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Chances are, you knew your kids were going to be different from one another. But it’s also likely you had no idea just how different they could be until you started raising them—until they hit a certain age and suddenly what you assumed would be true of one of your kids because it was true of an older one—just isn’t. Sometimes it feels like you have to learn how to parent all over again with each child. And sometimes not just with each child, but through each life-stage your children experience.
We may not do it on purpose, but there is a tendency to compare that comes so naturally and so easily. We bring attention to the ways our students are different from their siblings, their friends, our friends, and even earlier versions of themselves. It’s so tempting to say, “But why can’t you just be like______?” The problem is, comparison rarely works. It doesn’t make students want to try harder and it can often lead to resentment toward the parents and the sibling with whom they’re compared. Even within the family, there is no win in comparison.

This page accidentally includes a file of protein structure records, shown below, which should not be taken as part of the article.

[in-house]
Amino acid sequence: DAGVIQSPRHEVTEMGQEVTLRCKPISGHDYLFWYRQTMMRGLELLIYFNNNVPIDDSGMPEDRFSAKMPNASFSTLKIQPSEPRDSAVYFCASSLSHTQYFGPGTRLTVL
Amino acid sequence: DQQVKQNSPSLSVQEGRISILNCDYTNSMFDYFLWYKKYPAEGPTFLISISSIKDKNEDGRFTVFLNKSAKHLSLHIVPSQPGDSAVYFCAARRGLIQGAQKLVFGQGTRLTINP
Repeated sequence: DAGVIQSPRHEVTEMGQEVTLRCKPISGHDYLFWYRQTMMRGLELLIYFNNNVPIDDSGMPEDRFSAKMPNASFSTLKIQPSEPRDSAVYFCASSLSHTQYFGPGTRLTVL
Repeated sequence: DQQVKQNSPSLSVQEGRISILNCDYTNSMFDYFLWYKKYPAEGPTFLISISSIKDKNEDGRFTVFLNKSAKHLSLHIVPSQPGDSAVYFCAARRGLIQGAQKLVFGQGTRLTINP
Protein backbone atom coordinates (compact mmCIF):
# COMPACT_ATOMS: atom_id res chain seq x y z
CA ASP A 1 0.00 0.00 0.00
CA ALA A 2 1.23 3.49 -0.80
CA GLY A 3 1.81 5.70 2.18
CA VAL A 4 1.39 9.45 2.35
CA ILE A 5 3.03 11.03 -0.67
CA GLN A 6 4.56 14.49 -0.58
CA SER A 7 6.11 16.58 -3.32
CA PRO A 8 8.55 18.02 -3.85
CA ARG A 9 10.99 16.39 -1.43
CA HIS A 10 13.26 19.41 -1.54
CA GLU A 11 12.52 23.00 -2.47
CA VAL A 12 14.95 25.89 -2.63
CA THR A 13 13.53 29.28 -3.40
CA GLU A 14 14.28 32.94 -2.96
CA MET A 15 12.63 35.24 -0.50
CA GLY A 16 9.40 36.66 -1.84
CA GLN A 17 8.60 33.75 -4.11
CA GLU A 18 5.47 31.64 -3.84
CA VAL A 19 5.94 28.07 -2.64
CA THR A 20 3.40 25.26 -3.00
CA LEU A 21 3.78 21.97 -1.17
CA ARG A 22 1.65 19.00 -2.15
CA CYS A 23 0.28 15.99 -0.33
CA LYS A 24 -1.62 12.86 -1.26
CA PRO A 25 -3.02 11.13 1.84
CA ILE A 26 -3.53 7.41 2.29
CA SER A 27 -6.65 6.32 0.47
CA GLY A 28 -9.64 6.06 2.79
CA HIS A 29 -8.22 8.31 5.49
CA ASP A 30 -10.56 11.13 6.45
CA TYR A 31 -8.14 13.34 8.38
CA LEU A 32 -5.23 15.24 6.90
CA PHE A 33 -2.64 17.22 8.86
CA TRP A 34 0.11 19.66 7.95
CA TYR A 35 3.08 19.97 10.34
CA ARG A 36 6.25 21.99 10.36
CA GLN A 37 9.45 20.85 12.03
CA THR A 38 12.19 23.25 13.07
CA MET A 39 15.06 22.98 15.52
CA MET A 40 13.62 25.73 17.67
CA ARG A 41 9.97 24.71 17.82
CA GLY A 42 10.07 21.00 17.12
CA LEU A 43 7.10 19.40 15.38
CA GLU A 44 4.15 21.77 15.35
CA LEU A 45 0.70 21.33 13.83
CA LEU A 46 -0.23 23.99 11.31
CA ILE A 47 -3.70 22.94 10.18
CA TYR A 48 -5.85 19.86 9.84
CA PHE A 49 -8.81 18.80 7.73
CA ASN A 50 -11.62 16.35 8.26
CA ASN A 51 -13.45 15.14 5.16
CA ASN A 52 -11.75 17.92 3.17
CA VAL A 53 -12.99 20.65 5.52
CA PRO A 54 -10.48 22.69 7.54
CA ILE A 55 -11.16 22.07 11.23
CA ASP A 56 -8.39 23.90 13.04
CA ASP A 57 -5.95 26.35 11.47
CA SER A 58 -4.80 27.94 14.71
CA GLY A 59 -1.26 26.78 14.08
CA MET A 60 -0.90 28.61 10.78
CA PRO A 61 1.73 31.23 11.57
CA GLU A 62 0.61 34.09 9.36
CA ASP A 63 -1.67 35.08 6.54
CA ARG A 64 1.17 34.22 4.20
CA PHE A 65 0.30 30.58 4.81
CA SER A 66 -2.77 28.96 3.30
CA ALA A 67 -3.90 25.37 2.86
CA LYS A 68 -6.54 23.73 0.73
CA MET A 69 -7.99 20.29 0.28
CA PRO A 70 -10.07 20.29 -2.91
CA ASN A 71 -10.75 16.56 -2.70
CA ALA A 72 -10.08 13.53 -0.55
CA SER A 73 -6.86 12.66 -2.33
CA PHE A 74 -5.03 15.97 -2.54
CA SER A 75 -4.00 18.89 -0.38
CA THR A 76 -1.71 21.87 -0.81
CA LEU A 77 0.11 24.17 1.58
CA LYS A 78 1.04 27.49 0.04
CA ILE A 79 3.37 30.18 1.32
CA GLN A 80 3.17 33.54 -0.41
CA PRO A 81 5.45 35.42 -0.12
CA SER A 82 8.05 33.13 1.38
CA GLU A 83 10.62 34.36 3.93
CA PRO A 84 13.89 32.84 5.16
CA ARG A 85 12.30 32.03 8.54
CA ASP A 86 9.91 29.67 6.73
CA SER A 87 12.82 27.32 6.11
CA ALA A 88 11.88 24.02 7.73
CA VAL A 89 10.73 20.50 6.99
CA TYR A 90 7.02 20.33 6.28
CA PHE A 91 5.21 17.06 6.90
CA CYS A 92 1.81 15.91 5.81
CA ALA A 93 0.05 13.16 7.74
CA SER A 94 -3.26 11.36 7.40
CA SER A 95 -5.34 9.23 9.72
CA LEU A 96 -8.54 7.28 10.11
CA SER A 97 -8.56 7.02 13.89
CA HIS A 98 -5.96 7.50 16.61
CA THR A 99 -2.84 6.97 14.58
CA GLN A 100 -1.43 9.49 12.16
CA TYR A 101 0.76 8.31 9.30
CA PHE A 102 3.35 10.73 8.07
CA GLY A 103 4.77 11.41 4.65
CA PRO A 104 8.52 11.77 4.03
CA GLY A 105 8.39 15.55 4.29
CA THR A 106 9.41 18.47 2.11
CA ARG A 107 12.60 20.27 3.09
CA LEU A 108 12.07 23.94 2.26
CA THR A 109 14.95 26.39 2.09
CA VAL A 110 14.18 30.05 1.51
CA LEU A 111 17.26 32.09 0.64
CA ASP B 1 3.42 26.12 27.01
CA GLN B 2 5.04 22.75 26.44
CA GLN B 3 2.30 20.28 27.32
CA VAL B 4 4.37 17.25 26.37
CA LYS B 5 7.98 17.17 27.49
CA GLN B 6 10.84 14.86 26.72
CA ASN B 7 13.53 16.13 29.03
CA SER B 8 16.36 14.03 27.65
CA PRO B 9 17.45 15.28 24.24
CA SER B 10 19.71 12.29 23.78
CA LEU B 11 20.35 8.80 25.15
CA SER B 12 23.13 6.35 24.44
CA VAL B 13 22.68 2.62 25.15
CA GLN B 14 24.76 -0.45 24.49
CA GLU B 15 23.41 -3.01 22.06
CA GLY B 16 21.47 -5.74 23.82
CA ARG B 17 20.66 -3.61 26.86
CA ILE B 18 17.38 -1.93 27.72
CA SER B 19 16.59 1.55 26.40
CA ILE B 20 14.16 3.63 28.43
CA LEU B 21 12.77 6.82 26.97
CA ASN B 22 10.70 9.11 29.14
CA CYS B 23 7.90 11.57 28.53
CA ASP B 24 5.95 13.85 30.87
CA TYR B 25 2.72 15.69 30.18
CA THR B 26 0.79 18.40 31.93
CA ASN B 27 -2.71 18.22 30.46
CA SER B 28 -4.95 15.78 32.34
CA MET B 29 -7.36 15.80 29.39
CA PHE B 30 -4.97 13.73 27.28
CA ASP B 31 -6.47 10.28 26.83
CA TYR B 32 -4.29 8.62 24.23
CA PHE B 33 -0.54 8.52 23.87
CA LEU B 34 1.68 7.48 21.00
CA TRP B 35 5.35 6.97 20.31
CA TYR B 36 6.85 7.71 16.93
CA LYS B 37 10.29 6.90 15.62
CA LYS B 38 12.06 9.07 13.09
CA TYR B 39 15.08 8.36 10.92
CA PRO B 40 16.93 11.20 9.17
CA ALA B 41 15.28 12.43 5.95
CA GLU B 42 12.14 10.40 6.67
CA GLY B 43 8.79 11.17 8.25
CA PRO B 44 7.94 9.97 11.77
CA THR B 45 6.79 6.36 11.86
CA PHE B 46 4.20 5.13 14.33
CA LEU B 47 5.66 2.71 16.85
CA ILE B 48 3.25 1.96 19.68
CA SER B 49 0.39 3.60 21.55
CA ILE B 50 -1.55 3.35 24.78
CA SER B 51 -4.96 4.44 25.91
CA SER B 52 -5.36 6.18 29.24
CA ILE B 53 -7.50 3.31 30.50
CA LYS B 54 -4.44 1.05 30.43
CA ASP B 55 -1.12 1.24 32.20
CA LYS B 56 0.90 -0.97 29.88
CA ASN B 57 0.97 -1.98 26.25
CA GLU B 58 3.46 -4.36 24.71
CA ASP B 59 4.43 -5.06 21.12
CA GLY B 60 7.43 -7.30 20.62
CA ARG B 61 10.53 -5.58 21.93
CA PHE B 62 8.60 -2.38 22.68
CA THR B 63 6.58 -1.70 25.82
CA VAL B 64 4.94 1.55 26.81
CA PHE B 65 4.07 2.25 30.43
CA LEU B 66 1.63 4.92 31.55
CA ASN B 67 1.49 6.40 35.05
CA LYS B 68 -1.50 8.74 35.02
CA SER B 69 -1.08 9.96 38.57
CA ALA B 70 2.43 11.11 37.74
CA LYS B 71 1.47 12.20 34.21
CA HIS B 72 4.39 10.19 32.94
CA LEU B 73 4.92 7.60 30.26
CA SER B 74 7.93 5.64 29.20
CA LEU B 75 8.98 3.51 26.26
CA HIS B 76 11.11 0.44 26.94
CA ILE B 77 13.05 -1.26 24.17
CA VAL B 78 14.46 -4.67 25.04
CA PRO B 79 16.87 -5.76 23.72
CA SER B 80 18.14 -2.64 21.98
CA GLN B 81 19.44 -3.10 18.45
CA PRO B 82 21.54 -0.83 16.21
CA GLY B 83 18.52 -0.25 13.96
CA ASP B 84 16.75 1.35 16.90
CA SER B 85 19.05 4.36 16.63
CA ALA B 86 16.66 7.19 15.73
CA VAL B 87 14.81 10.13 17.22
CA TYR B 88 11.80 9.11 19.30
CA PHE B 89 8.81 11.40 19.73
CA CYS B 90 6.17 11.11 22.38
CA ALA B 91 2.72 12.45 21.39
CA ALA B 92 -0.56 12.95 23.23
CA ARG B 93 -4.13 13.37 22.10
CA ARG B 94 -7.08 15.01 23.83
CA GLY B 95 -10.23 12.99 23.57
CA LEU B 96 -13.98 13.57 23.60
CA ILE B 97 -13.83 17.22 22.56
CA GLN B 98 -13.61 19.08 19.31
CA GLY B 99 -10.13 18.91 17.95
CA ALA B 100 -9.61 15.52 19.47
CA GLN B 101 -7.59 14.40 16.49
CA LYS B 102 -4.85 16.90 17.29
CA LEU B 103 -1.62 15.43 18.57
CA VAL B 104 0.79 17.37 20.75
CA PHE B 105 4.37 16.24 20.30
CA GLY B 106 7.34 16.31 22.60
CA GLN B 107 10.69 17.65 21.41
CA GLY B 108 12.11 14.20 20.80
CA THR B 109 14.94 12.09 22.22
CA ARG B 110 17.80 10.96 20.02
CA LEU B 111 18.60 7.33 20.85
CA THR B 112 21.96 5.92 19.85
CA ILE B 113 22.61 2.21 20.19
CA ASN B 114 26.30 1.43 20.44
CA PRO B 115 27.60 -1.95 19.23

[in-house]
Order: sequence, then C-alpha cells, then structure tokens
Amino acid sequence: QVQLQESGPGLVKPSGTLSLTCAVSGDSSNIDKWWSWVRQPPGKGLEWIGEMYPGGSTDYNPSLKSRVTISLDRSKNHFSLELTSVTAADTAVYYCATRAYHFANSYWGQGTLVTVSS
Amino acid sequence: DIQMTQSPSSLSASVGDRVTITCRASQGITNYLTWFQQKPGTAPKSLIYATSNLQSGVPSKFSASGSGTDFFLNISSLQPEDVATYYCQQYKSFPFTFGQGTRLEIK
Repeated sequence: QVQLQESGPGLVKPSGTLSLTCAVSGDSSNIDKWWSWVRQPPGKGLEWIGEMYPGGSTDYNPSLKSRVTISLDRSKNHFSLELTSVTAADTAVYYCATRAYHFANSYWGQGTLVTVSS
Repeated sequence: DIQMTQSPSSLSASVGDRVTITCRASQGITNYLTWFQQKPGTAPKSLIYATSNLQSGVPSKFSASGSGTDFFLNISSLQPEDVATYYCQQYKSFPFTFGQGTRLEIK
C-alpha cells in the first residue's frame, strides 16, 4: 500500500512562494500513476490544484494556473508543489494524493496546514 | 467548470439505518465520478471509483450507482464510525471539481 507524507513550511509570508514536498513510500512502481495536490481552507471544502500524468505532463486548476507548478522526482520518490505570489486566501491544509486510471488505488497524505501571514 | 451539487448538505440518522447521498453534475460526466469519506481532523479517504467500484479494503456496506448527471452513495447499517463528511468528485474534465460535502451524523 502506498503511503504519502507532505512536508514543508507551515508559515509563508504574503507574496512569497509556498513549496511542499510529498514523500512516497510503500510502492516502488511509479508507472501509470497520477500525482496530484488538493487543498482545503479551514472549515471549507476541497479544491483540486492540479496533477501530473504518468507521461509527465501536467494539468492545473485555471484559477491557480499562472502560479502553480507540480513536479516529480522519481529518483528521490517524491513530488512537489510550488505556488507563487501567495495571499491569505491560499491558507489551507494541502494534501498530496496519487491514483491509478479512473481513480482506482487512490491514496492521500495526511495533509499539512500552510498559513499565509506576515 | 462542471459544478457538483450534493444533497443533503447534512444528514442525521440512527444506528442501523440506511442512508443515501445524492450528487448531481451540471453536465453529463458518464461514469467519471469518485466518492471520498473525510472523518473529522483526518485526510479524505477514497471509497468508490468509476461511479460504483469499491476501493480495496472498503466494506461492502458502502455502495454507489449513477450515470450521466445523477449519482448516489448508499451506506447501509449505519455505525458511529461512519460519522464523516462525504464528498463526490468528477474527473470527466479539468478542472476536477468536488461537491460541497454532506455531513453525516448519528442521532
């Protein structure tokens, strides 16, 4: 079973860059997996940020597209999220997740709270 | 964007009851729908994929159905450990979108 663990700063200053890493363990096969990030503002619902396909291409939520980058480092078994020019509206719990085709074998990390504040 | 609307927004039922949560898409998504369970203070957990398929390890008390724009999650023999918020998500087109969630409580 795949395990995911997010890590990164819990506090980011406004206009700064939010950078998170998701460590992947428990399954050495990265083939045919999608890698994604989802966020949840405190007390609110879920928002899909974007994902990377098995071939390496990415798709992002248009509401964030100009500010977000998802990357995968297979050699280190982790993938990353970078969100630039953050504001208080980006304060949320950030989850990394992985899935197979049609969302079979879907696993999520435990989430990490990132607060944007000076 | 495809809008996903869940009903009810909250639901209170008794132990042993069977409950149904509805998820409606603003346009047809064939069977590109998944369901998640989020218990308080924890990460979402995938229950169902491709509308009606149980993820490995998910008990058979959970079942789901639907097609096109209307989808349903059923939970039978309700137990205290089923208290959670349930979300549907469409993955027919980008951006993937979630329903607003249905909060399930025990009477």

Sameness isn’t even really a goal worth shooting for. Maybe there are traits in one of your children that you’d like the others to take on. That’s great, but you probably don’t want them to be exact replicas. A better goal is to be intentional in learning, studying, and celebrating the personality and wiring of each individual child.
This week, point out something in your teenager that you appreciate. Find something that you have seen grow and develop in them that is a strength and then tell them how proud of them you are.
Then find something that, at first glance, feels like something you would change—that you would compare to someone else and wish away. And then find a way to leverage it. To see the good in it. For example,
- “I know I’m often on your case about talking too much in class, but I want you to know that I also love how social you are. You are great at managing a lot of friendships.”
- “I know that I get upset when you fight with your younger brother, but I also recognize that you’re just trying to get him to act in a way that is more socially acceptable. Thanks for wanting to help him.”
- “Yesterday we had an argument about playing guitar instead of cleaning your room. While I still want you to have a clean room, I’m also really proud of you for working so hard to learn to play the guitar well.”